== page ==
Design for Education Toolkit: Why User Needs in Higher Ed Are Changing

Sean Oakes bio picture Sean Oakes

The market for edTech in higher education is changing fast, and edTech product owners can do more to support shifting user needs. 

Both higher ed administrators and university students require more flexible technology solutions to address the rising costs of college and the coming enrollment crisis. 

The role of edTech at the university level is changing, too. 

Gone are the days of viewing edTech as a supplemental solution for individual classrooms. Instead, universities with resources and vision view technology as an infrastructural or business need. 

That means product owners and edTech UX designers have new opportunities to help—and new ways to stay ahead of the curve. 

How to Address the Emerging Needs of Higher Ed Administrators & Buyer Personas

As the student debt crisis affects overall enrollment at colleges and universities, the business model of many higher ed institutions continues to erode.

Higher ed administrators are investigating how technology will help them reach prospective students, guide students through the application process, and provide new kinds of teaching models or more flexible degree programs.

Digital learning tools can do more to support these emerging administrator needs. With stronger investments in edTech UX, administrators can entice and retain students looking for programs that are more tech-centric, tech-savvy, or asynchronous.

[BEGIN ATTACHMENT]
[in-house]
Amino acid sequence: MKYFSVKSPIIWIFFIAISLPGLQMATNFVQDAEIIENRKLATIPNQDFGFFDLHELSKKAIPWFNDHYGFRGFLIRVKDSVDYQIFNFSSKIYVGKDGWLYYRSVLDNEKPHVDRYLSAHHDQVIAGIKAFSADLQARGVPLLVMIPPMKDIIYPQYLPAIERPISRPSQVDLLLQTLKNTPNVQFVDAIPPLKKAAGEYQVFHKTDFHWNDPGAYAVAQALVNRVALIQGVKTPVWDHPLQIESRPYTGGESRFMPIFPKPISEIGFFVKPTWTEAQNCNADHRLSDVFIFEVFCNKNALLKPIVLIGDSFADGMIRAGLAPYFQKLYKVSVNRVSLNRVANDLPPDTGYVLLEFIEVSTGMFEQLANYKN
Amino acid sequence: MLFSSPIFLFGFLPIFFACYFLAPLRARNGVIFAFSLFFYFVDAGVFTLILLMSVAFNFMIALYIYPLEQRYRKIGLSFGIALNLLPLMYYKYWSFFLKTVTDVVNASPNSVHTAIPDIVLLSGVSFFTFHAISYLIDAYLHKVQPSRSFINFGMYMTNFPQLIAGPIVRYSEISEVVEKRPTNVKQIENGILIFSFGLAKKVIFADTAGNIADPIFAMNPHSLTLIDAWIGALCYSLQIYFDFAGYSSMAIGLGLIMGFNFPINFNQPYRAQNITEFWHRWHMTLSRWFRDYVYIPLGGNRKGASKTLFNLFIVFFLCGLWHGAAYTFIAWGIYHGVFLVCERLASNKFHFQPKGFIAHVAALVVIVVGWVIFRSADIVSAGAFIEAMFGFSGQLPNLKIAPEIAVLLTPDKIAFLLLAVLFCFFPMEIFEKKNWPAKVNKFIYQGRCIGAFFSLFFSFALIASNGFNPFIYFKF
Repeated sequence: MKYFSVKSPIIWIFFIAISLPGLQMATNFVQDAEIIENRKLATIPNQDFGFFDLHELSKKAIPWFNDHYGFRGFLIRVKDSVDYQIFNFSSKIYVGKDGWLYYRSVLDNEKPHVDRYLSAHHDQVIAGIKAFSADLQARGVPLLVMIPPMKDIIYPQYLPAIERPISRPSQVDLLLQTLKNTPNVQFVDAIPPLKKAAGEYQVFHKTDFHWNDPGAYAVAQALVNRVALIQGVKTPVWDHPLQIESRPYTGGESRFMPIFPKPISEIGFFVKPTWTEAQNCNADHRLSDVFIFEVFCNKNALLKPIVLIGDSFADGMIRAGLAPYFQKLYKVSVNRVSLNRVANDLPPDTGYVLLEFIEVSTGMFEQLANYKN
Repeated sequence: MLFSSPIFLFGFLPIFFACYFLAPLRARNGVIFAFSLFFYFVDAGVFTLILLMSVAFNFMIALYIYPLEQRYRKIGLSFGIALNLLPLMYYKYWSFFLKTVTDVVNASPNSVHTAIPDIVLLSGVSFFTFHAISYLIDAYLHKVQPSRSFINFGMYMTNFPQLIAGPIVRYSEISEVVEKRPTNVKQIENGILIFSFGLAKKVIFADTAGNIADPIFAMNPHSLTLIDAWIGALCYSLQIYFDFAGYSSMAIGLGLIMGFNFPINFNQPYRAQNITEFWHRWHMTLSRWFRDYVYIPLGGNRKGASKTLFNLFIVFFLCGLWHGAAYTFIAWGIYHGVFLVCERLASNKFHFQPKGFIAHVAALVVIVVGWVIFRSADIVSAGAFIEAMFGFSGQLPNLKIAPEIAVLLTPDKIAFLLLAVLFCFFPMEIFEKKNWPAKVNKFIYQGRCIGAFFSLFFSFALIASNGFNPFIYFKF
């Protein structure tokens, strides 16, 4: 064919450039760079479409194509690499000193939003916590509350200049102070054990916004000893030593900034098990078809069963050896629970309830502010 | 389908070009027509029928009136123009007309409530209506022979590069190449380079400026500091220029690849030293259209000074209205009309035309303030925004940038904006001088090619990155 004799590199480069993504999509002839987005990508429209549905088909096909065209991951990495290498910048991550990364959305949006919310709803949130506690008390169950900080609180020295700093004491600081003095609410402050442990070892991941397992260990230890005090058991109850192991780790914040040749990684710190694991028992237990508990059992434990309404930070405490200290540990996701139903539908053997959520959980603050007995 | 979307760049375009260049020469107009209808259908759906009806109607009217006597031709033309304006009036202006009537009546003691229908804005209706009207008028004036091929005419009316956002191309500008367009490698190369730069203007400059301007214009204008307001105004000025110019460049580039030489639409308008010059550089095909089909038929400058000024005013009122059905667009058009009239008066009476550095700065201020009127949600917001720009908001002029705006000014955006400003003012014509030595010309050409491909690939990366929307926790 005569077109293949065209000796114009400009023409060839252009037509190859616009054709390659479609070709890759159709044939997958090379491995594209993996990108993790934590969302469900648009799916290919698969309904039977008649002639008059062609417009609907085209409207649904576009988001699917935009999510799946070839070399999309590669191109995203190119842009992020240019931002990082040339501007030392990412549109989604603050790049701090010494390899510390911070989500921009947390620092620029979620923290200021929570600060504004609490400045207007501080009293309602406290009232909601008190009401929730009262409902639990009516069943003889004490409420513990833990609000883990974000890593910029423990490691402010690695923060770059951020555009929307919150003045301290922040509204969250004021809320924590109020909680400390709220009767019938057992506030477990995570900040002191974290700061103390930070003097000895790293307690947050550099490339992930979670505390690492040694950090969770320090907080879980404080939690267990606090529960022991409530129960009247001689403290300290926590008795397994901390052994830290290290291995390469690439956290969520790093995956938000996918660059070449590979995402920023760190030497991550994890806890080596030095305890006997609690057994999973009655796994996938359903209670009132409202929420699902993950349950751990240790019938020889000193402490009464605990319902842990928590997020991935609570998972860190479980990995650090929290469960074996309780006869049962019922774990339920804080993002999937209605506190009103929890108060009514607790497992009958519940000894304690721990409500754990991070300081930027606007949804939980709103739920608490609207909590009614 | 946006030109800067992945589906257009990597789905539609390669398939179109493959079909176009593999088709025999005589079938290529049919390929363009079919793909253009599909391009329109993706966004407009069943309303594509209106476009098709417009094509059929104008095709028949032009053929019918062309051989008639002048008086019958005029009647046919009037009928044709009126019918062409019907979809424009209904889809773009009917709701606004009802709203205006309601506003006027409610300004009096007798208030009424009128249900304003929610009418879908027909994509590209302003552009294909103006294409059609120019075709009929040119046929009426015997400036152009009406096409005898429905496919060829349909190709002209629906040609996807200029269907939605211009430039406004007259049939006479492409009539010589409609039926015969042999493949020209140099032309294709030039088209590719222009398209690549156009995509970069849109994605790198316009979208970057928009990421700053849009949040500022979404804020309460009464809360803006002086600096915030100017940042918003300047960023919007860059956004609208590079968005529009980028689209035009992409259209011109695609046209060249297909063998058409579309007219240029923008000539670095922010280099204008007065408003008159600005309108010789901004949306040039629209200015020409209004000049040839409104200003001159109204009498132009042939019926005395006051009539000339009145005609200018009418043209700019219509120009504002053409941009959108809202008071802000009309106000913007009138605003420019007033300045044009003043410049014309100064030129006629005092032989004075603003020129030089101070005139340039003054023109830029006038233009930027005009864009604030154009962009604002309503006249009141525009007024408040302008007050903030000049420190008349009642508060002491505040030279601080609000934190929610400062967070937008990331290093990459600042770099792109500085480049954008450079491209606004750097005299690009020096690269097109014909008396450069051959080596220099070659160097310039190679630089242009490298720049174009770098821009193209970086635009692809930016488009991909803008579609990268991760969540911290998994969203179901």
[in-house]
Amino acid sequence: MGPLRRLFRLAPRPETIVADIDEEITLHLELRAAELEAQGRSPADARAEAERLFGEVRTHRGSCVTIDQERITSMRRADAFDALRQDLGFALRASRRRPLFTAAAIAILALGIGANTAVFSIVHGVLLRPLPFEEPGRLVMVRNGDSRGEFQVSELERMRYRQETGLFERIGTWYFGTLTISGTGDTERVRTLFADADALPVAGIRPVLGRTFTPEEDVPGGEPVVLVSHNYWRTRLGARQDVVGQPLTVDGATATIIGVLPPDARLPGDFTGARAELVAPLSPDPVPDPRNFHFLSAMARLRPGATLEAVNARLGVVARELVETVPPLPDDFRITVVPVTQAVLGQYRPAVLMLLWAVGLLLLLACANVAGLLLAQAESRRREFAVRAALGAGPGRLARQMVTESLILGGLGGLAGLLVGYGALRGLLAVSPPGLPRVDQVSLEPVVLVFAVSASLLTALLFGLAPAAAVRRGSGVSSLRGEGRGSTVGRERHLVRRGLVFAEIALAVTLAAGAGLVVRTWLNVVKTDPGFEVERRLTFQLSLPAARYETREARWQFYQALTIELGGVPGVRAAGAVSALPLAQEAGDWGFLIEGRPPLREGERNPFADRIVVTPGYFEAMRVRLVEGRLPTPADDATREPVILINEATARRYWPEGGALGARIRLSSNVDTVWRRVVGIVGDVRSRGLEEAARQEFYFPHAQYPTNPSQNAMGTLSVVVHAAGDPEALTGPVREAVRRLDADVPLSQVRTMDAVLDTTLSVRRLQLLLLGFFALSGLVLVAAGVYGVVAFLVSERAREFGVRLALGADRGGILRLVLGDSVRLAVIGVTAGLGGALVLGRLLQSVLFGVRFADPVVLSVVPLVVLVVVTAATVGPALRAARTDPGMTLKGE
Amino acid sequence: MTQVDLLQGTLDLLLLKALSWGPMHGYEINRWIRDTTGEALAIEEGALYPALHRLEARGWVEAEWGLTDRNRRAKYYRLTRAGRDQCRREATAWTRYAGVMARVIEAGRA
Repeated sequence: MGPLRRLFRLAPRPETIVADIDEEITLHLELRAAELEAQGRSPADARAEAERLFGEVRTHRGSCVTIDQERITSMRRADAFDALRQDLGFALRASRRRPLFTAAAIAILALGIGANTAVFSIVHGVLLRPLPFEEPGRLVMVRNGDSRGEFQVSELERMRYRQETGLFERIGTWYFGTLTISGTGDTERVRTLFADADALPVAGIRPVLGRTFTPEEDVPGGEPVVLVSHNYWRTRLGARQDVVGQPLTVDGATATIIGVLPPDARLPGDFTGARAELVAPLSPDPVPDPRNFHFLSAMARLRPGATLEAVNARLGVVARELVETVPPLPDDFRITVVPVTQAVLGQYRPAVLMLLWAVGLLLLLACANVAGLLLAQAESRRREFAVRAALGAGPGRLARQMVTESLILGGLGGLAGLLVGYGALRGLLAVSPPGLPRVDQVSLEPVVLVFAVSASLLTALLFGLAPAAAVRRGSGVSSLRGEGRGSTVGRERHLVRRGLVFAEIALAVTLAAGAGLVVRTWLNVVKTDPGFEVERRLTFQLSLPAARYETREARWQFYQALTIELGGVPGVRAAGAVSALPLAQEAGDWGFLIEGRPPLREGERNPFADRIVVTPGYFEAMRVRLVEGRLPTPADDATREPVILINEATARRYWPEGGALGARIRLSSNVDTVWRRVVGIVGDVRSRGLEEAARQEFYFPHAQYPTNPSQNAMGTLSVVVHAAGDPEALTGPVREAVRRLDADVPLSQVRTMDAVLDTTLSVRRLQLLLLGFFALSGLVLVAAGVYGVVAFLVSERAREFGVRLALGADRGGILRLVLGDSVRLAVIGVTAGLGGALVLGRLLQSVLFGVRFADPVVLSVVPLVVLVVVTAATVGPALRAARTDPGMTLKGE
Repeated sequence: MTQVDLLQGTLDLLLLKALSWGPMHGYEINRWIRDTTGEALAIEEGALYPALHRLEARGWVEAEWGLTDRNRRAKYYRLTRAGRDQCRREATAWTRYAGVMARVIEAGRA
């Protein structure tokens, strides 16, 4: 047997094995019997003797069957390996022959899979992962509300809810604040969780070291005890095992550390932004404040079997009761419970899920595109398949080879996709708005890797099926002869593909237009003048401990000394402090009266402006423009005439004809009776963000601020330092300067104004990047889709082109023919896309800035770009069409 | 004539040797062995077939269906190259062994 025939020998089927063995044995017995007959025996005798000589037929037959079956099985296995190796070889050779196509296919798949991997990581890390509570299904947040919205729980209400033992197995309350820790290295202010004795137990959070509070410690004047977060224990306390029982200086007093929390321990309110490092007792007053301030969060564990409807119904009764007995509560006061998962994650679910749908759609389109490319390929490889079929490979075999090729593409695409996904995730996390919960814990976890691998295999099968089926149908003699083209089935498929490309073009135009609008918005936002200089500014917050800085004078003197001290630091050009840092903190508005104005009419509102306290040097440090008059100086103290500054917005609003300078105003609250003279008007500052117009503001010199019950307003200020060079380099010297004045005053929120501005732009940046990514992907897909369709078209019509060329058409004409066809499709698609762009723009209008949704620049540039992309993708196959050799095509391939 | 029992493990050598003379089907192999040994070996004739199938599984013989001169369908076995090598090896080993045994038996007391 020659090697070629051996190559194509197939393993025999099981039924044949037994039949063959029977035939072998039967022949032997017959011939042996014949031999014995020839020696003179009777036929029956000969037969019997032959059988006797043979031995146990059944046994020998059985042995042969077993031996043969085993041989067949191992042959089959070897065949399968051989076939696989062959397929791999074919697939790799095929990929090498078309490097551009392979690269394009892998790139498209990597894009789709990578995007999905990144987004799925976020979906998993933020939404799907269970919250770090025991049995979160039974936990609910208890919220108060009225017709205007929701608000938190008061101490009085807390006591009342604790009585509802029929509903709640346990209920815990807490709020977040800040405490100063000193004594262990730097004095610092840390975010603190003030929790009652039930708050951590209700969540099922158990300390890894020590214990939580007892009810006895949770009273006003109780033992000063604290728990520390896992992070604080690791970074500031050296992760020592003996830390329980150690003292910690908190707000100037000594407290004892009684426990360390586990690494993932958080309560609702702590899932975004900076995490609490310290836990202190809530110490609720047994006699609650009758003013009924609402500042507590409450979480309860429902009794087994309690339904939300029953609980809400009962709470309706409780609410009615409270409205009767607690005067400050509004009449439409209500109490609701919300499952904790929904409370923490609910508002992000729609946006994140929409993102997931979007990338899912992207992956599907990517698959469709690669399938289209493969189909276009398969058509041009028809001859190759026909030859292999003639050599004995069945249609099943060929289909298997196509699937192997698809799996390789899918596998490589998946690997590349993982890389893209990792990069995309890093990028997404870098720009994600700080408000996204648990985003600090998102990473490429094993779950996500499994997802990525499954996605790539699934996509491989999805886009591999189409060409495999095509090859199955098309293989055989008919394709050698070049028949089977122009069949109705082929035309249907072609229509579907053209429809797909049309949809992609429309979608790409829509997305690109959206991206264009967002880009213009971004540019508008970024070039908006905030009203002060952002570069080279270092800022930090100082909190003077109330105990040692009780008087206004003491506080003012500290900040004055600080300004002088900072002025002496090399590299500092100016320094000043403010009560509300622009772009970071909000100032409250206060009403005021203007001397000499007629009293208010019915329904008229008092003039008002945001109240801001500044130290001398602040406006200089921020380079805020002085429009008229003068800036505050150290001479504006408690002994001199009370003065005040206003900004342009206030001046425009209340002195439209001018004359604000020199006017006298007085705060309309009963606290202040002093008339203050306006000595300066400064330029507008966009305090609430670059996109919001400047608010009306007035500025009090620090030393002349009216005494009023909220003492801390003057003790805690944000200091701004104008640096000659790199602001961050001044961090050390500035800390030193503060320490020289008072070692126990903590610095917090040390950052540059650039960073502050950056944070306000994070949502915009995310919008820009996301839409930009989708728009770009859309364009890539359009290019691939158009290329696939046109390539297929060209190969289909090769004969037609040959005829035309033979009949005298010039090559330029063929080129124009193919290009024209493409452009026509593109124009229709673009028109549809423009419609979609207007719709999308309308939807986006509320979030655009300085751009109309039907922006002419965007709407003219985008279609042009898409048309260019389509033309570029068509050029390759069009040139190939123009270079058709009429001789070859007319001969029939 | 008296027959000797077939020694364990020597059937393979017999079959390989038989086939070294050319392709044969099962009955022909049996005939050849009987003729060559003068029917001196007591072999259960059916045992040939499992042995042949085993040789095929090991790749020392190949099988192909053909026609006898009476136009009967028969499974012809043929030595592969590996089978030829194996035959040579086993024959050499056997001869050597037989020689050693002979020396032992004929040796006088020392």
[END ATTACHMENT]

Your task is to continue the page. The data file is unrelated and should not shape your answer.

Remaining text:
Supporting the Needs of College Students with edTech UX

edTech is also an excellent way to help university students educate themselves about high education. From financial planning tools to online communities, edTech UX can prepare students to engage in the world of higher education and take agency over their own learning. 

From a user standpoint, university students who better understand their goals and related education costs will have more agency around what it means to attend college. By supporting students’ increased needs for context, support, and engagement, edTech can offer students innovative ways to consider their course of study, learn how to pay for college, or follow a specific career path.

3 Ways to Design for Higher Education Right Now

Changes in leadership ahead? Still figuring out how to design for that consumer audience? 

Adjusting to these shifts in edTech isn’t easy–these three best practices will help you focus on user-centered design.

  • Conduct market research and competitive audits.
    Don’t operate on old data. With more research about existing online undergraduate degrees, programs, and course models, you’ll get a better picture of what the student or consumer user persona looks like right now.
  • Design for asynchronous learning.
    Decentralized, asynchronous tools give colleges and universities more flexibility. With these tools in their tech stack, your buyer persona can provide a rich, cost-effective, and technology-based education that is still facilitated by a skilled professor or subject matter expert.
  • Think about content beyond the college course.
    edTech has more opportunity than ever to help higher ed institutions reach and engage students with financial preparation, career investigation, and planning tools. Universities that offer more contextualization and real-world advice not only create more engaged students but offer more value.

Additional Resources

Want to read more about edTech UX design and user research? You might also like: 

 

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